Lina Al Amiri
Emirati Lina Al Amiri who works for Dubai Police, is the Middle East’s first female criminal profiler.

Dubai: Lina Al Amiri, who works for Dubai Police, is the Middle East’s first female criminal profiler and child forensic interviewer.

In an exclusive interview with Gulf News, Lina, who works at the General Department of Forensic Science and Criminology at Dubai Police, recalled how a teacher sparked her love of biology – which set her on the path to where she is today.

“In Grade 11, I was introduced to genetics. Believe it or not, I wasn’t at first interested in biology or science - I wouldn’t say I liked it,” she said. However, the biology teacher ignited her interest in the subject.

She joined Dubai Police since 2013 and worked in the Biology and DNA Section, moving in 2015 to work in the Criminology Department.

Expert opinion

As part of her job, she has to study the case file, conduct interviews with children and adults, apply relevant tests, and finally write reports that explain her expert opinion, which is submitted in court cases.

When she submits a criminal profile, it includes a victim’s profile, the analysis includes the impact of the crime on the life of the person. It also includes the suspects’ profiles; she studies their risk levels as it helps in evaluating the verdict. A judge sees the profiles and accordingly hands out the most appropriate sentence.

Lina completed her studies from Griffith University in Australia to specialise in two fields – through a Bachelor of Forensic Biology and Bachelor of Criminology and Criminal Justice – graduating in 2013.

She obtained a third specialisation in Criminal Profiling in 2020, remotely with an institute of forensic criminology.

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Lina always dreamed of making a difference in the community

Childhood trait

Lina has loved analysis since her childhood. “If there is any puzzle in front of me, I will spend hours on it until I solve it, as I enjoy the process. I feel like I have a huge energy that helps me in this field. I like to put the pieces together; my brain switches to problem-solving mode.”

Lina always dreamed of making a difference in the community.

“I love helping people. If you ask me what are your hobbies, the answer is I love serving people. And criminal profiling helps me to help others,” she said.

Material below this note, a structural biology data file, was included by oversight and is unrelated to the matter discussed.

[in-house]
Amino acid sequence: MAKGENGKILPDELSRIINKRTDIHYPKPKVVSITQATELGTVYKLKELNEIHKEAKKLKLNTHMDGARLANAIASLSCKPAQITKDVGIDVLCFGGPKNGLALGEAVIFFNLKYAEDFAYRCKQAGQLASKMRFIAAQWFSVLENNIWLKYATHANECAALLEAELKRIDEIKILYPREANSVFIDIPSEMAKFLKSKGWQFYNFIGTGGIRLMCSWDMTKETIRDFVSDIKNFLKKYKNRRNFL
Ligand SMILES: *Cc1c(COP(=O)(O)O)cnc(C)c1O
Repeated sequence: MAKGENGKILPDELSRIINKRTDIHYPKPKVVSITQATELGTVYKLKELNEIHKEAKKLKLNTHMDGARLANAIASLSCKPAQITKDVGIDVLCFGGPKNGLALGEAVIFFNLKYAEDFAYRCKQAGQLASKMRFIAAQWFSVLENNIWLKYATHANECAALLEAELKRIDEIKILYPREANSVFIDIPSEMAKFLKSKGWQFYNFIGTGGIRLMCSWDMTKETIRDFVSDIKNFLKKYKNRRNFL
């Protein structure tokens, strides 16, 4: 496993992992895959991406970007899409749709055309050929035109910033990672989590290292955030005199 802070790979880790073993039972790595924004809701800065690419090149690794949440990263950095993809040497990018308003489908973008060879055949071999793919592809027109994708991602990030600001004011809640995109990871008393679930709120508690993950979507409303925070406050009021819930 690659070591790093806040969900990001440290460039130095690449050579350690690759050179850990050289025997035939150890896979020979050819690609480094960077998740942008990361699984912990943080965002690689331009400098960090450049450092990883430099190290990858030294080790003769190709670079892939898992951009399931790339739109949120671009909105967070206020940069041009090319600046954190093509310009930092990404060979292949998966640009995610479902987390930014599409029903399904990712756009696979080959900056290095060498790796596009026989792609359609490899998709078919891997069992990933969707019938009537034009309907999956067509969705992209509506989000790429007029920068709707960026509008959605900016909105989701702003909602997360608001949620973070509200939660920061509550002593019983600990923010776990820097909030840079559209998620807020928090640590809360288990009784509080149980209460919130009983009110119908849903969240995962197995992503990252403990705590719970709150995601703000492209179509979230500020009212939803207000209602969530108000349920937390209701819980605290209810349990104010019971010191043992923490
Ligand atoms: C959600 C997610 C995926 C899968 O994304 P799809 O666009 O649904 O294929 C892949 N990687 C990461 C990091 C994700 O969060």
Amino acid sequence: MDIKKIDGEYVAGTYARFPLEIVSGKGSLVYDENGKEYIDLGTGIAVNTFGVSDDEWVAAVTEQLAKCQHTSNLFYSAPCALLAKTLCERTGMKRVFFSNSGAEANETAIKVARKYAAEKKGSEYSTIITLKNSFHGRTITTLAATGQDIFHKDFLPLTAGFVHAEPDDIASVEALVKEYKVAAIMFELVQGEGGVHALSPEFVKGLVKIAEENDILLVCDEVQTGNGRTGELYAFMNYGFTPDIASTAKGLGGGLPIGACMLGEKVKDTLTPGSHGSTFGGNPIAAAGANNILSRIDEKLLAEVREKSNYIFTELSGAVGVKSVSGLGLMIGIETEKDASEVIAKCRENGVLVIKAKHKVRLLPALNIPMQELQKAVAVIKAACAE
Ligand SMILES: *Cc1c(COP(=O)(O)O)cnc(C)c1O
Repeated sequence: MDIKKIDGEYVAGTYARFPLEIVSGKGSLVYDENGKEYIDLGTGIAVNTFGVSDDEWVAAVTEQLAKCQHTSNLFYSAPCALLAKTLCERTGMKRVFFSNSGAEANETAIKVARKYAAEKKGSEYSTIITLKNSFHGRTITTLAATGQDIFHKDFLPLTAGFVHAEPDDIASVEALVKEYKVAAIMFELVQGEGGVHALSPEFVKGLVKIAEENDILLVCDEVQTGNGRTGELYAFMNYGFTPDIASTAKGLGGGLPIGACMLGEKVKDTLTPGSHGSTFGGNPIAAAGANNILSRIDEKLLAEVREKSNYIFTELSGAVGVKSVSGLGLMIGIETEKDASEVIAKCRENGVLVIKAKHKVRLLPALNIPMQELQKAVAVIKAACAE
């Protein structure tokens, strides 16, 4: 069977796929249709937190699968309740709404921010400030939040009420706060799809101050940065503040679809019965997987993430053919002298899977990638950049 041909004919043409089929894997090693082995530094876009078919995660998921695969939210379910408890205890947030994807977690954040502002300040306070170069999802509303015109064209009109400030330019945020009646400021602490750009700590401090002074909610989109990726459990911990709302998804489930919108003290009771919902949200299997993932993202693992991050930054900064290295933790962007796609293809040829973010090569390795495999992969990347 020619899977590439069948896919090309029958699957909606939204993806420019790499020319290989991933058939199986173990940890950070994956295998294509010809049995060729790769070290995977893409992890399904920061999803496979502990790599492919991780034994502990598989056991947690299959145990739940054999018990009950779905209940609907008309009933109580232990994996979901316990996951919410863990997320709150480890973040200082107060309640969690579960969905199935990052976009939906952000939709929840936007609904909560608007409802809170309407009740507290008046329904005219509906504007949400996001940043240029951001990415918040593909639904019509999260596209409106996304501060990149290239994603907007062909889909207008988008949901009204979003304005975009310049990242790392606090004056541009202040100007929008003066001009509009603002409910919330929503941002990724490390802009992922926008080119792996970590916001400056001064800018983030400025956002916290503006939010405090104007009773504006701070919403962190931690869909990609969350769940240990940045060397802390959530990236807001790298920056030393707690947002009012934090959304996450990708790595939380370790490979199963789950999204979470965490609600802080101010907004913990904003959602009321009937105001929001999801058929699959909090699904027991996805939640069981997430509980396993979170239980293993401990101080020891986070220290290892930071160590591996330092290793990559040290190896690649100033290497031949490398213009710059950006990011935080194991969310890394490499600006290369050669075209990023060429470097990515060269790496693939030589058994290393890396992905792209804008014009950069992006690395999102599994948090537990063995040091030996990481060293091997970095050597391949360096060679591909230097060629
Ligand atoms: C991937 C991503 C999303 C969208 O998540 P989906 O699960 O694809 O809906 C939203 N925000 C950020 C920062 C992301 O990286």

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Lina says she has to separate her criminal profiling work from her personal life

Work-life balance

Work-life balance

Lina’s uncle works in the investigations department of Dubai Police, but the first person to introduce her to police work was her aunt. “She loved to read detective stories - they were small books with illustrations in them. As a child, I used to enjoy looking at the drawings a lot.”

Lina said that she has to separate her criminal profiling work from her personal life. She has trained herself not to bring home the cases, which can be unsettling, as she handles cases such as murderers.

“Because of a lot of deep analysis that goes in, it’s almost as if I begin to see the [Victim] of a murder case in front of me everywhere – this is a challenge. But it also gives me motivation to complete my work, as there is still justice to be done,” she explained.

Another challenge she faced were comments on why she was working in a field that is “not for a woman”. However, Lina always focused on the bigger picture – to serve people.

“My parents are my biggest supporters. I have achieved my mother’s dream.”

Leveraging technology

The department is currently in the process of testing a technique that analyses emotions from the voice of people. The technology is like an assistant or aide that gives Lina an indication to pay special attention to specific parts during her interviews with people in the case where evidence could be found.

Lina has handled at least 858 cases since she joined the General Department of Forensic Science and Criminology, carried out 3,028 forensic examinations and conducted 340 forensic interviews at least.

Many of the cases she analyses are family disputes cases. “I wish that even if parents –separated or not - have problems, they would still work together in the interest of the children,” Lina said.

She explained that she meets all parties, but children in specific are met at a “neutral place” such as a school or in one of the community centres that the police cooperate with, to minimise the exposure of the child to the criminal justice system process. “This process is not easy for a child.”

Lina also applies tests to determine if a child psychologically and emotionally stable or not.

There are other cases too – sexual harassment, rape, murder, bullying, vandalism, among other crimes.

174-hour murder case

One of the cases she worked on – a murder case – took her 174 hours. She went through more than 300 records and photographs, besides going to the crime scene.

“It’s very important as a criminal profiler to go to the crime scene and understand the environment and its surroundings.”

She eventually came up with around 38 recommendations for different departments involved in the case. “They helped us progress in the investigation significantly. It was a breakthrough.”